navigable waters


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navigable waters

Bodies of water that can be traversed by trade or transport ships. Unless you want us to get shipwrecked on the shallows, we need to plan a route through navigable waters.
See also: water
References in periodicals archive ?
caused by a vessel on navigable waters, but Judge Brown, who had earlier
In addressing the "point source" requirement of the Clean Water Act, the district court was satisfied that the landfill and ponds were point sources because the rainwater and groundwater seeped through the coal ash, leaching arsenic into groundwater and ultimately into navigable waters.
In addition, the corps also maintains that it should retain 404 permitting authority over the entirety of wetlands that are "adjacent" to navigable waters, using the definition of adjacent wetlands currently used for corps' regulatory actions under [section]404 (i.e., the wetlands defined as adjacent under 33 C.F.R.
* Traditional navigable waters, interstate waters, the territorial seas, and tributaries and impoundments of such waters.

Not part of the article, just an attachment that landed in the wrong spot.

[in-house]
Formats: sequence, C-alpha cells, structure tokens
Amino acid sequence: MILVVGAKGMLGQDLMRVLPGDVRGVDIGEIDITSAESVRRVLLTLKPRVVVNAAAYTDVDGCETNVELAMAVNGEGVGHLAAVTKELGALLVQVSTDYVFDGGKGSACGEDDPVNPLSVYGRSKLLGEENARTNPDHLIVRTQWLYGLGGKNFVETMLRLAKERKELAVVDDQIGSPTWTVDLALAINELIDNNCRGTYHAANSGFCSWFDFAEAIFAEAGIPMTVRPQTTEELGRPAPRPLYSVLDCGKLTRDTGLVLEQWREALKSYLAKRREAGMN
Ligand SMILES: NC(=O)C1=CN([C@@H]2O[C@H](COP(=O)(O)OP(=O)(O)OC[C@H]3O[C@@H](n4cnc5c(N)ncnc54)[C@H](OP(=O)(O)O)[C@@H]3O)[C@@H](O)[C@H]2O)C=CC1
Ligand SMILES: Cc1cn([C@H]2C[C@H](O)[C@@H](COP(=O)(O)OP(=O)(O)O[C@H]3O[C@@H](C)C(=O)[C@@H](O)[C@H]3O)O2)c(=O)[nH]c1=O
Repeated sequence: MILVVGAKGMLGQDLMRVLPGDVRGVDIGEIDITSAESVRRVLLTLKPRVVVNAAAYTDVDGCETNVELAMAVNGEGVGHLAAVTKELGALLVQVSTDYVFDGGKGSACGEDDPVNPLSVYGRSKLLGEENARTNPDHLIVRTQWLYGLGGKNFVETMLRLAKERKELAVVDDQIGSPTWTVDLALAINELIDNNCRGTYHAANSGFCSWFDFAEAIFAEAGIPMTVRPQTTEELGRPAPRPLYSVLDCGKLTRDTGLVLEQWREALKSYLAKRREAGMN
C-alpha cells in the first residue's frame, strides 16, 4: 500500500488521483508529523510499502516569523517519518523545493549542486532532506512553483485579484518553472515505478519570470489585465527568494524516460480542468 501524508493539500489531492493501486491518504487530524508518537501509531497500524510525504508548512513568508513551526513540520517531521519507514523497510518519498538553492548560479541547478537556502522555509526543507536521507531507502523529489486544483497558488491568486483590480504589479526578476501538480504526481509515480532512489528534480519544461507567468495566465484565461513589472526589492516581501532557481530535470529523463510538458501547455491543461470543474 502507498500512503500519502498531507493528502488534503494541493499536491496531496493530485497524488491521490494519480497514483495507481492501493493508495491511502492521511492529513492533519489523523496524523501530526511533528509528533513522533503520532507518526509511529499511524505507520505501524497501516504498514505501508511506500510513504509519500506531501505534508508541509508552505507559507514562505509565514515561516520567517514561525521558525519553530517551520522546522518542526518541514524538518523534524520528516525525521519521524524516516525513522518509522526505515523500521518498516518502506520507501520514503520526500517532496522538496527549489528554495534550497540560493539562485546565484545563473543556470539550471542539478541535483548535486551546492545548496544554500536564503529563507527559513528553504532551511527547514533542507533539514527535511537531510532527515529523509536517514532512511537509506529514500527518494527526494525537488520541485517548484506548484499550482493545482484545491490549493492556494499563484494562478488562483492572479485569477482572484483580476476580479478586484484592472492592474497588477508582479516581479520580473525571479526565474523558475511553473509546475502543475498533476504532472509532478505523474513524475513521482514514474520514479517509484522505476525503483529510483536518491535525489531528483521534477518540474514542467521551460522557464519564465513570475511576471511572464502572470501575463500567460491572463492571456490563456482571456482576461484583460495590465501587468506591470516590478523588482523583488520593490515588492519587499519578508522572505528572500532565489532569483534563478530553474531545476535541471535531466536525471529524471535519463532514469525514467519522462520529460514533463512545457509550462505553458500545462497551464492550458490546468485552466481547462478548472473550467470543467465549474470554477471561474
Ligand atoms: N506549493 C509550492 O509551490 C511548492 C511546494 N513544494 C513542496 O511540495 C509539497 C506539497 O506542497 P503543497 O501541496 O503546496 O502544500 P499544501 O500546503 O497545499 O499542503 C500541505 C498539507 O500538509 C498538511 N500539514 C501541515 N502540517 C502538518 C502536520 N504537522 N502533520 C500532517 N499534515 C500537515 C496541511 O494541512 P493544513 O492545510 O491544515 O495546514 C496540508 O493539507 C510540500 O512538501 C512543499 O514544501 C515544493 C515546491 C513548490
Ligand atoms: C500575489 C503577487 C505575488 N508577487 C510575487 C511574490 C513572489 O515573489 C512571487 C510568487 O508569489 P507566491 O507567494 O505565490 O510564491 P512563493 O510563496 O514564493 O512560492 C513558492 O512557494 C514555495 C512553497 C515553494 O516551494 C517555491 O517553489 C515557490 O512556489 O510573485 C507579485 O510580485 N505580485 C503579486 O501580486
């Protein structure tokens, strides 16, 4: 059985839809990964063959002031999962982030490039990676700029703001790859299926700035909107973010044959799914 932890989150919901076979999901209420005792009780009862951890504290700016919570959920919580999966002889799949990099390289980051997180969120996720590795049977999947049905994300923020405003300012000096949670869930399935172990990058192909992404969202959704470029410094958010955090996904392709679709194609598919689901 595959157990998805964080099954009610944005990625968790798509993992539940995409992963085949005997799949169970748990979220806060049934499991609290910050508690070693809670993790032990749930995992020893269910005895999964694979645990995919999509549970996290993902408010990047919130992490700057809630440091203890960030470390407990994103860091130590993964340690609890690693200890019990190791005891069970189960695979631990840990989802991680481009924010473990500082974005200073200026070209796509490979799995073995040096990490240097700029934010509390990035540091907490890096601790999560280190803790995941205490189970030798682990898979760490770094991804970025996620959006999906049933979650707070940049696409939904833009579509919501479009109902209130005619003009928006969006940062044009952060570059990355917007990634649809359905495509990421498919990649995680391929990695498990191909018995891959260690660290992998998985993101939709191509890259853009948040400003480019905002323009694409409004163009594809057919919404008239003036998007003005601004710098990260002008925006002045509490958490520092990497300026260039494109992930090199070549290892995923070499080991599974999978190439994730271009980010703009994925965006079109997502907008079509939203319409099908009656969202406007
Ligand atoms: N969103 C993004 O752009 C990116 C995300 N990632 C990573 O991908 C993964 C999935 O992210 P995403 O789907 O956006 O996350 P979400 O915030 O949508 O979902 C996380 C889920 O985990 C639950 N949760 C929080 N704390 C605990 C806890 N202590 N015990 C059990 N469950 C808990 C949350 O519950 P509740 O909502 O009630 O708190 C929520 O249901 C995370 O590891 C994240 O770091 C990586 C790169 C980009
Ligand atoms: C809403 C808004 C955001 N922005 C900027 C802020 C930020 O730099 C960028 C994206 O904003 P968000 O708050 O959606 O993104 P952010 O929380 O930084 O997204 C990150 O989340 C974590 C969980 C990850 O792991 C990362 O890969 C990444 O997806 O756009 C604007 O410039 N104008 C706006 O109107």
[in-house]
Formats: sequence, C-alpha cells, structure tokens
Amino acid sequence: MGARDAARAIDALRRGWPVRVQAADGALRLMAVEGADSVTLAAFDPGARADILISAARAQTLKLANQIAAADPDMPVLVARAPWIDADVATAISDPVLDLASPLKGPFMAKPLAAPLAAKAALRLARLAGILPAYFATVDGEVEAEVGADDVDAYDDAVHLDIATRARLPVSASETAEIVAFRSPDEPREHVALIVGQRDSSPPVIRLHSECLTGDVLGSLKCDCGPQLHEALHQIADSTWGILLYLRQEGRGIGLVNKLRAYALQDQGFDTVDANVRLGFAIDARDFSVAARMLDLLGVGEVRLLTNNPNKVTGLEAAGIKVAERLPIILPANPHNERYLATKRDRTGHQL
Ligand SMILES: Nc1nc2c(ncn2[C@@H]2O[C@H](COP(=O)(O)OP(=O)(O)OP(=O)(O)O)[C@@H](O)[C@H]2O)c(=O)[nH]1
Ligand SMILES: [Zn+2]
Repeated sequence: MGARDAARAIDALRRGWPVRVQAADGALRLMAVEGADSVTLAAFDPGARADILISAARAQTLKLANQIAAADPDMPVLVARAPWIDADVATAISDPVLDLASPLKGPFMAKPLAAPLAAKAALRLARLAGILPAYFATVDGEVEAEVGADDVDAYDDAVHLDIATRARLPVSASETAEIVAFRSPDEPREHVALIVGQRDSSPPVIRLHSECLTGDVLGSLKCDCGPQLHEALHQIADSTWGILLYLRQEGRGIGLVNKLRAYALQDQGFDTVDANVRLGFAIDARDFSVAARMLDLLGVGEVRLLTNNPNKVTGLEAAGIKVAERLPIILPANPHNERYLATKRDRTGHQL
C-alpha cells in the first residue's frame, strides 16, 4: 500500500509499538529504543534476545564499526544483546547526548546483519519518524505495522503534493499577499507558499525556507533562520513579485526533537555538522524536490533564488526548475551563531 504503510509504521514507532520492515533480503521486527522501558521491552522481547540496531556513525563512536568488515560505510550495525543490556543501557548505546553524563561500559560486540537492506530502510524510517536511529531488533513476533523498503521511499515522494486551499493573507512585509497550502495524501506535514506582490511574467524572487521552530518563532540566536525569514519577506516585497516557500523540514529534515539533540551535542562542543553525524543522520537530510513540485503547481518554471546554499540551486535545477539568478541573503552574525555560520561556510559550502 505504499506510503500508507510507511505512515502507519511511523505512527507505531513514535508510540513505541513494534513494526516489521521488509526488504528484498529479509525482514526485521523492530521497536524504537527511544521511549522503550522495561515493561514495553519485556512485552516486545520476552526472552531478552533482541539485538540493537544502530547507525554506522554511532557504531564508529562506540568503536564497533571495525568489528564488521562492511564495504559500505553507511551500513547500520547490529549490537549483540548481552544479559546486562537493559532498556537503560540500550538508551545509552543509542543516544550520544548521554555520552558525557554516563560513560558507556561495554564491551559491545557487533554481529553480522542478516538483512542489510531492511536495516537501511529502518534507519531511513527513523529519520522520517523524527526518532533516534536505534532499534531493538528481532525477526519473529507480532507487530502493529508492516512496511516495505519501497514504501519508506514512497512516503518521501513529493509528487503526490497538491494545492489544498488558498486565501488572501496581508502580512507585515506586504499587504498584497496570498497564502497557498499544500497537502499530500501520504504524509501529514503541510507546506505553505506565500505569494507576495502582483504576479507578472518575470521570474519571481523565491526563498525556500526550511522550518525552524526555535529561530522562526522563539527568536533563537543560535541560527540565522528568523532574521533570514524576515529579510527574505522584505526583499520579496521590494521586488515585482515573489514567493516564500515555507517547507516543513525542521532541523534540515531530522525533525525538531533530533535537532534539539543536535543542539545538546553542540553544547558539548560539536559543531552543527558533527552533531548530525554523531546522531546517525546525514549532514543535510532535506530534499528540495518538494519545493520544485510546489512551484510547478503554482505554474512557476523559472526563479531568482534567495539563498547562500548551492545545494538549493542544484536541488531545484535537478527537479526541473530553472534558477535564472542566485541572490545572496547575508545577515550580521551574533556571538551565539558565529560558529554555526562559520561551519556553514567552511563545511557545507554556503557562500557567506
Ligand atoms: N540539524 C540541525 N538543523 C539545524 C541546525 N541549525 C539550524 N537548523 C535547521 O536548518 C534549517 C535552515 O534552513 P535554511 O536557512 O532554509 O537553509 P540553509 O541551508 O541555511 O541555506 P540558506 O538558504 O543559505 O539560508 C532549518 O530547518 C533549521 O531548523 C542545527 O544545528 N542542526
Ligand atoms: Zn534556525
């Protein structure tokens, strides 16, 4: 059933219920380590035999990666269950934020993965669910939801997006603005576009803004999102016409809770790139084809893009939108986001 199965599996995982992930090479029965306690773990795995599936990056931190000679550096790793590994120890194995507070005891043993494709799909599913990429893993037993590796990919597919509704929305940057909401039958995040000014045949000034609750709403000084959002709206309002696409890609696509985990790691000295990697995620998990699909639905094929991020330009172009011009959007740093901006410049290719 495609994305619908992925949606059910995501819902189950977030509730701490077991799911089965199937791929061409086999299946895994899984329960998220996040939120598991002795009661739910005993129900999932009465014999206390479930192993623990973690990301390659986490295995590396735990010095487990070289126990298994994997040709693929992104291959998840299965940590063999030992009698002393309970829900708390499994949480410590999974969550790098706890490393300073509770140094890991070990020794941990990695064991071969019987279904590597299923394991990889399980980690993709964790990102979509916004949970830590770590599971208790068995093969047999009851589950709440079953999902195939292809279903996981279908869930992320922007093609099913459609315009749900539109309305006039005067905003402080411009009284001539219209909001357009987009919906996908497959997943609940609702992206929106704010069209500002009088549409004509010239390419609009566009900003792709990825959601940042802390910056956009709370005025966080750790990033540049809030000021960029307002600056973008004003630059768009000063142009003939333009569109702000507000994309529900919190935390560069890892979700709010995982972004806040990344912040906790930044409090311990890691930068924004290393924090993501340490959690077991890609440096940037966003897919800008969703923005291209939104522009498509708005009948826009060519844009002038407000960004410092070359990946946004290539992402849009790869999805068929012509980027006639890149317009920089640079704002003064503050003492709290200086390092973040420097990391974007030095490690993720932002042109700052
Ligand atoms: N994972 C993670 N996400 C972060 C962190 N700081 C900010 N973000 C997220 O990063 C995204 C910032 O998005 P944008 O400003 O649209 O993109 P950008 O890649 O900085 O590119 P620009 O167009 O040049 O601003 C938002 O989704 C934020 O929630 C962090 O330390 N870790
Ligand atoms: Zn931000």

trade and commerce on lakes and navigable waters connecting those lakes.
to protect navigable waters is part of the commerce power given to
EPA claimed that a location used as habitat for migratory birds fell within their jurisdiction--known as the "migratory bird rule"--including remote ponds with little connection to navigable waters. The court ruled that this approach could not be reconciled with the legislative authority for regulating navigable waters under the CWA.
They included: (1) traditional navigable waters; (2) interstate waters; (3) territorial seas; and (4) impoundments of the United States.
U.S., and that the final rule contained some provisions related to allowable distances from navigable waters which were not included in the proposed rule, so those provisions were not subject to public comments.
The 1972 federal Clean Water Act made it illegal to pollute "navigable waters of the United States." The rule is supposed to clarify what could be defined as "navigable water."
The CWA prohibits facilities from discharging pollutants into "navigable waters" without a federal permit, and "navigable waters" are protected under the CWA, which defines these waters as "Waters of the U.S."
In Rapanos, the Supreme Court considered whether the wetlands "adjacent" to tributaries of "traditional navigable waters" were WOUS.
The act, which allows regulation of ''navigable waters,'' was passed under Congress' power to regulate interstate commerce, so ''navigable waters'' have been understood to be those suitable for transporting people and products between the states.